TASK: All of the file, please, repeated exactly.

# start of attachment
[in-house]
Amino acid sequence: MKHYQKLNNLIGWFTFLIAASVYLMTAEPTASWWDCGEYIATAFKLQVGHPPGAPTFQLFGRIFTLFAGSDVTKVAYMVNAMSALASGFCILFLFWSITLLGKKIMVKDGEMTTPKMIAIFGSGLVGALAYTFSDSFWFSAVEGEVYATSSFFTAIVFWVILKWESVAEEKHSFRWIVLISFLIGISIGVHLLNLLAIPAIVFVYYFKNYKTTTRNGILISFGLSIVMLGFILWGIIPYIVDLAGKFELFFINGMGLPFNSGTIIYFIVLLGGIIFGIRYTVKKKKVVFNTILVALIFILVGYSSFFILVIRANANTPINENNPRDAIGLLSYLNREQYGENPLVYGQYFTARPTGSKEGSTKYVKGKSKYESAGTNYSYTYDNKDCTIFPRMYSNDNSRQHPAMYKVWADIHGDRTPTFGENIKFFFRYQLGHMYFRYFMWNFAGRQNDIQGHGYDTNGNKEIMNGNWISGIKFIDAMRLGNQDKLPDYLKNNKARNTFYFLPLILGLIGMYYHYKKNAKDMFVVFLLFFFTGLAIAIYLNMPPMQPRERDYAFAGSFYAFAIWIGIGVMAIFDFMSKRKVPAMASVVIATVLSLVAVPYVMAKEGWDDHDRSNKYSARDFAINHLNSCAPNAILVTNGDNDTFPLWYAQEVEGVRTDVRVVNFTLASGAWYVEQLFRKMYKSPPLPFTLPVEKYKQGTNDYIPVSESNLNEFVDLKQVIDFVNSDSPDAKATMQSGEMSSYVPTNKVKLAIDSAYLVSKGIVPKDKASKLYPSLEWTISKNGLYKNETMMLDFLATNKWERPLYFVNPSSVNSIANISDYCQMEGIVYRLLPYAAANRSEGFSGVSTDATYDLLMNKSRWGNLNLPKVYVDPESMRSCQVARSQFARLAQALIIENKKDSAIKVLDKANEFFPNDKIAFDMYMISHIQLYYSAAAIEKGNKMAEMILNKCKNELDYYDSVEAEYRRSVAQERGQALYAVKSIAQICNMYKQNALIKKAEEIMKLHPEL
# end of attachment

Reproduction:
[in-house]
Amino acid sequence: MKHYQKLNNLIGWFTFLIAASVYLMTAEPTASWWDCGEYIATAFKLQVGHPPGAPTFQLFGRIFTLFAGSDVTKVAYMVNAMSALASGFCILFLFWSITLLGKKIMVKDGEMTTPKMIAIFGSGLVGALAYTFSDSFWFSAVEGEVYATSSFFTAIVFWVILKWESVAEEKHSFRWIVLISFLIGISIGVHLLNLLAIPAIVFVYYFKNYKTTTRNGILISFGLSIVMLGFILWGIIPYIVDLAGKFELFFINGMGLPFNSGTIIYFIVLLGGIIFGIRYTVKKKKVVFNTILVALIFILVGYSSFFILVIRANANTPINENNPRDAIGLLSYLNREQYGENPLVYGQYFTARPTGSKEGSTKYVKGKSKYESAGTNYSYTYDNKDCTIFPRMYSNDNSRQHPAMYKVWADIHGDRTPTFGENIKFFFRYQLGHMYFRYFMWNFAGRQNDIQGHGYDTNGNKEIMNGNWISGIKFIDAMRLGNQDKLPDYLKNNKARNTFYFLPLILGLIGMYYHYKKNAKDMFVVFLLFFFTGLAIAIYLNMPPMQPRERDYAFAGSFYAFAIWIGIGVMAIFDFMSKRKVPAMASVVIATVLSLVAVPYVMAKEGWDDHDRSNKYSARDFAINHLNSCAPNAILVTNGDNDTFPLWYAQEVEGVRTDVRVVNFTLASGAWYVEQLFRKMYKSPPLPFTLPVEKYKQGTNDYIPVSESNLNEFVDLKQVIDFVNSDSPDAKATMQSGEMSSYVPTNKVKLAIDSAYLVSKGIVPKDKASKLYPSLEWTISKNGLYKNETMMLDFLATNKWERPLYFVNPSSVNSIANISDYCQMEGIVYRLLPYAAANRSEGFSGVSTDATYDLLMNKSRWGNLNLPKVYVDPESMRSCQVARSQFARLAQALIIENKKDSAIKVLDKANEFFPNDKIAFDMYMISHIQLYYSAAAIEKGNKMAEMILNKCKNELDYYDSVEAEYRRSVAQERGQALYAVKSIAQICNMYKQNALIKKAEEIMKLHPEL